Here in the Midwest 2023 has been quite dry! The weather person on our local news said we usually have about 3 inches of rain in May but have only had about half an inch. Yikes! So the irony here is Pinterest predicted “Droughtscape” for 2023. I think it was intended for low maintenance. What they meant is people will be planting drought resistant gardens…how did they know!?!?
The good news is there are drought tolerant perennials and annuals to make a beautiful garden when mother nature isn’t helping with the watering.
Other design predictions for 2023 by Pinterest
- Mush-room – funky fungi themed rooms for teen bedrooms and more
- Home Front – back yard BBQ goes to the wayside as homeowners focus on the front
- Beyond Blue and Pink – the next level gender neutral styling
- Chance of Showers – gone with the soaker tub and in with the luxury showers
- Vintage Aesthetic – bringing in older objects into a newly remodeled room
Top Drought Tolerant Perennials
Easy to grow perennial, drought tolerant full sun or full shade. Colorful ornamental grass with silvery blue foliage and pale green flowers that turn buff-colored as they mature.
Visit HERE for more about Blue Frescue.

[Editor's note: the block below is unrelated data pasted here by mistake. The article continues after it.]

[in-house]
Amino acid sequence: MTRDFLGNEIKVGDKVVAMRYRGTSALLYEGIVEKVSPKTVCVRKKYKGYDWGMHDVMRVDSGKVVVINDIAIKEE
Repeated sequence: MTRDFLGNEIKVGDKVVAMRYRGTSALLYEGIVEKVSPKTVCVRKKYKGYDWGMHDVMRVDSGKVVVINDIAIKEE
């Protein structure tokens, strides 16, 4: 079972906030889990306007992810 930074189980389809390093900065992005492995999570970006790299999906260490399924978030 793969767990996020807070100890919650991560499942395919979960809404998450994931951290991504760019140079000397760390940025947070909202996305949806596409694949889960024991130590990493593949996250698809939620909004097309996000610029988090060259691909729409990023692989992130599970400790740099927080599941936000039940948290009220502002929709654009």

A long blooming perennial that’s perfect in small areas of the landscape. Indigo blue flowers are produced all the way from the soil to the tips, providing an intense splash of color when it’s in bloom.
Visit HERE for more about Cat’s Pajamas.
Drought Tolerant on Pinterest
Drought Resistant Annuals
If you enjoy a rich, velvety red flower, you might want to consider starting some Scarlet Flax wild flower seed. Scarlet Flax is native to northern Africa and Southern Europe, but it can easily be grown throughout the United States as a hardy annual.
Visit HERE for more about Scarlet Flax.
Zinnia Elegans Merlot
One of the easiest annuals to grow, and attract butterflies to the garden. They thrive in the sun and heat of summer.
Visit HERE for more about Zinnia.
They typically grow in climates without winter freeze. Seeds are sown in fall, develop strong roots over the winter, and send up flower spikes of blue-violet topped with white in early spring – usually blooming March to May.
Visit HERE for more about Texas Bluebonnets.